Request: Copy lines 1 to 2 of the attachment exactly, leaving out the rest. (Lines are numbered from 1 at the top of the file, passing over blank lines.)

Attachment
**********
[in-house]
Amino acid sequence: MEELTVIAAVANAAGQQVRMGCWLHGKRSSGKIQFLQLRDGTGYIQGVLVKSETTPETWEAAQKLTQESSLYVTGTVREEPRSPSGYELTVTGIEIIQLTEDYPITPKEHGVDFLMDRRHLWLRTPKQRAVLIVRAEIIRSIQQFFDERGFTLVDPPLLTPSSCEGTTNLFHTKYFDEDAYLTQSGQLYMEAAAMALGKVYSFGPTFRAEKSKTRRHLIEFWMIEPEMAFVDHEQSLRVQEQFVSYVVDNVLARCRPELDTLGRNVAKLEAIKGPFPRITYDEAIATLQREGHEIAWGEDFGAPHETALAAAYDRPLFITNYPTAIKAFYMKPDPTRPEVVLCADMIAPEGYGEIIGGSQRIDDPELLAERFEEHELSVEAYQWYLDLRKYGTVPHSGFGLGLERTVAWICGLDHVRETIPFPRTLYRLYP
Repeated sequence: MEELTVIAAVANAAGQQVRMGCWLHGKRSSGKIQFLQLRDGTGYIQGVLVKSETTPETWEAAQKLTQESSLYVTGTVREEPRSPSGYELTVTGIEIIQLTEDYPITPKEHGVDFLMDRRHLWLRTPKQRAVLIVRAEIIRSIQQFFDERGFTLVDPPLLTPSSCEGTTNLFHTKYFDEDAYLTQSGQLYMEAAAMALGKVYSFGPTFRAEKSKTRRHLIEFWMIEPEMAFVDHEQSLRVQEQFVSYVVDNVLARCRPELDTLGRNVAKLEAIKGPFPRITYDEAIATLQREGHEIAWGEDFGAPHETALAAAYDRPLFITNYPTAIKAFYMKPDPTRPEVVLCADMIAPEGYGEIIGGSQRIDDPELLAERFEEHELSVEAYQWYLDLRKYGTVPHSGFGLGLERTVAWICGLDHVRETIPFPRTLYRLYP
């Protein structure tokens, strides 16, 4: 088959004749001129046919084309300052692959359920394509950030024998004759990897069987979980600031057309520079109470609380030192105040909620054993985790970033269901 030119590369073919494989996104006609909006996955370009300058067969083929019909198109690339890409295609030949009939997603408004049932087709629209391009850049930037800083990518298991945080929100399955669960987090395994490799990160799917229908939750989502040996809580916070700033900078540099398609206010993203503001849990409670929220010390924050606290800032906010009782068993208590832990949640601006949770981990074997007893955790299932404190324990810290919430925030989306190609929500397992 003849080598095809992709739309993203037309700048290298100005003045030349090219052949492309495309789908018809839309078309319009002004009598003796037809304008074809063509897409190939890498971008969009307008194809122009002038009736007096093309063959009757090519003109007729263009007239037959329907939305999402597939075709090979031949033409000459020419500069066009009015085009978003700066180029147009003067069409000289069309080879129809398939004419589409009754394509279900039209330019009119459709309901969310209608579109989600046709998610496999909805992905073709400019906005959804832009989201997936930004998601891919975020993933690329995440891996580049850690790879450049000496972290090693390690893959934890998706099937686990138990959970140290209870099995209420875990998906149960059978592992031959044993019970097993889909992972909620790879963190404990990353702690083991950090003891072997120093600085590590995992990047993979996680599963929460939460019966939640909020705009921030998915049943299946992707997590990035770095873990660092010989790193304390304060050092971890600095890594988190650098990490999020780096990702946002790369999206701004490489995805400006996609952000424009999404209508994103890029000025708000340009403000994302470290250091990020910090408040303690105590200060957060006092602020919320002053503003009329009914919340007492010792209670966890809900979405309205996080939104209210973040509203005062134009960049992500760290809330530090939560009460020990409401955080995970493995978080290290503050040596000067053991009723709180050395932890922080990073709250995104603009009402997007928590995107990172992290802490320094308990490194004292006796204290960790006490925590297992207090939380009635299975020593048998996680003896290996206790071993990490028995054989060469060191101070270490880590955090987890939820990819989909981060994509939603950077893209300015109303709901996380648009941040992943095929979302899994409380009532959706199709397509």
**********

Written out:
[in-house]
Amino acid sequence: MEELTVIAAVANAAGQQVRMGCWLHGKRSSGKIQFLQLRDGTGYIQGVLVKSETTPETWEAAQKLTQESSLYVTGTVREEPRSPSGYELTVTGIEIIQLTEDYPITPKEHGVDFLMDRRHLWLRTPKQRAVLIVRAEIIRSIQQFFDERGFTLVDPPLLTPSSCEGTTNLFHTKYFDEDAYLTQSGQLYMEAAAMALGKVYSFGPTFRAEKSKTRRHLIEFWMIEPEMAFVDHEQSLRVQEQFVSYVVDNVLARCRPELDTLGRNVAKLEAIKGPFPRITYDEAIATLQREGHEIAWGEDFGAPHETALAAAYDRPLFITNYPTAIKAFYMKPDPTRPEVVLCADMIAPEGYGEIIGGSQRIDDPELLAERFEEHELSVEAYQWYLDLRKYGTVPHSGFGLGLERTVAWICGLDHVRETIPFPRTLYRLYP